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    Taken right after the shot. The ram can be seen below the line and to the right of the rocks.

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    A bit blurry as taken at full zoom

    After walking down the valley, crossing the river and walking up to the ram, we realised how strong the wind really was. He was a nice ram and bigger than expected. After measuring him we found his one horn qualified for Rowland ward! However, after the stalk and shot in this terrain and conditions, any ram would be a special trophy. We took photos, gutted him and then carried him up back to the car. Luckily the PH and tracker carried him as it was quite walk! You need to be fit to hunt here!

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    Me and my ram

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    close up of the Ram

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    Carrying the ram back up the mountain

    After the long walk back to the car we drove down to the river to continue with the Macnab Challenge. The next challenge was to catch a wild river trout on fly that was bigger than 12". I caught a few small fish but eventually got a larger fish that qualified for the challenge

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    Playing a fish

    We had a quick lunch and then grabbed a 16 bore hammer shotgun and Wilbur, the English pointer. The next challenge was to shoot a brace of Greywing Francolin, a bird known for the speed and ability to use the wind on flight. Soon Wilbur was on point and i had my first bird in the bag.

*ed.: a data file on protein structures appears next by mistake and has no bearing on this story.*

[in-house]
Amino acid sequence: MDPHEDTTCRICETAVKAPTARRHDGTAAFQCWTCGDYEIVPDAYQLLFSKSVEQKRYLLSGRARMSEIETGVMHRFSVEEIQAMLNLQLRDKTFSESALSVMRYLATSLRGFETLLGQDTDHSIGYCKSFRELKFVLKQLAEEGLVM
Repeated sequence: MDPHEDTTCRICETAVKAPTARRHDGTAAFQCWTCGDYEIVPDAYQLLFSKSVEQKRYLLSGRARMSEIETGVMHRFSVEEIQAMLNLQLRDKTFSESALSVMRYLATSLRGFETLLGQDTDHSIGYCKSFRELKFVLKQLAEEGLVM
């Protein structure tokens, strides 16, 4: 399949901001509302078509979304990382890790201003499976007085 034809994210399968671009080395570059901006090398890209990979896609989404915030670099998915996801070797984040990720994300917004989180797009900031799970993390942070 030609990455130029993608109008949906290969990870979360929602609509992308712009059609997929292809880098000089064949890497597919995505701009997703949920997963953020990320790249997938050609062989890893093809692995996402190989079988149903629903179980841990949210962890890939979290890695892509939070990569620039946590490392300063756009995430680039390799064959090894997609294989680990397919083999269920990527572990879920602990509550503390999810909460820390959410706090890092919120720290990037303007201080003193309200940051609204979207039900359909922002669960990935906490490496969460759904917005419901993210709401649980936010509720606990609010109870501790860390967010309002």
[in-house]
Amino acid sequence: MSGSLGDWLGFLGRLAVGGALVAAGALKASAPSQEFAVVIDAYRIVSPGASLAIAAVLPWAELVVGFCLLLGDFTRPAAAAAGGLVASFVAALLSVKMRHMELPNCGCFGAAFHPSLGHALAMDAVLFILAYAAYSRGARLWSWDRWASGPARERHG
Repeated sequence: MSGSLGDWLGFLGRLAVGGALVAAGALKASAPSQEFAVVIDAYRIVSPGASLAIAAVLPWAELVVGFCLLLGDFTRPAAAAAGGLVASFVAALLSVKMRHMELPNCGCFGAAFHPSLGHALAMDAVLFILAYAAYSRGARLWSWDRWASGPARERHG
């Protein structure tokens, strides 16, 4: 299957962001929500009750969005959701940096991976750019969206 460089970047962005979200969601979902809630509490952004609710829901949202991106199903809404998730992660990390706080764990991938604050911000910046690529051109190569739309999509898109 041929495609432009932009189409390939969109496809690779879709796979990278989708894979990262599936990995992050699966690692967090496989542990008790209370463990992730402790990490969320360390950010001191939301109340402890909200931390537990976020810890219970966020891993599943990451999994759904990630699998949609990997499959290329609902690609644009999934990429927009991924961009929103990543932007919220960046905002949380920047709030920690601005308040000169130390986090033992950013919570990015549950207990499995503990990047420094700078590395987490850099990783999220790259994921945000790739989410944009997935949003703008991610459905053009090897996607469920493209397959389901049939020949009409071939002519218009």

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    Wilbur on point

    We worked a bit harder for the second bird but soon it was down and the challenge was over - i had had completed my Macnab!

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    The challenge was complete!

    We had a whiskey to celebrate and hoped to spend the rest of the day fishing. however, the weather really turned nasty and shortly started snowing so we decided to get out before we got snowed in! I was happy though and had a few whiskeys to celebrate that night and help me forget the bruises from all the leopard crawling on the rocks.

    The next morning it was my mates turn but heavy snow overnight made conditions very tough. He was also a bit unfit and really struggled in the conditions and terrain. he missed a shot on a vaalie and then also 2 shots on the greywing. in the end he got a nice trout and the only consolation was that it was caught in the highest fishing lake in the country.

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    highest fishing lake in the country

    I had a fantastic time on my Macnab and it certainly lives up as the "Ultimate Sporting Challenge"! Our PH was excellent and as he is also one of the top flyfisherman, wingshooter and dog breeder in the country - he had a lot of knowledge to share. I can highly recommend this challenge and apart from flights, it's actually a bargain. PM me if you'd like details.

    I've sent the certificate off for framing but will post a picture when it's back.


  2. #2
    Thanks or the report, sounds like a wonderful day.
    I also never realised that the scenery there was so spectacular.


  3. #3

  4. #4
    Wow Sp4rkman, never even heard of a vaal rhebuck. what a great hunt and a lovely looking animal into the bargain.

    Thanks for the great writeup. Just like they learn something new every day...snow in SA,...I'd never have guessed!!!


  5. #5
    I was living in Capetown in the 1960's and it snowed on Table Mountain for the first time anyone could remember.

    The entire population turned out to have a look !!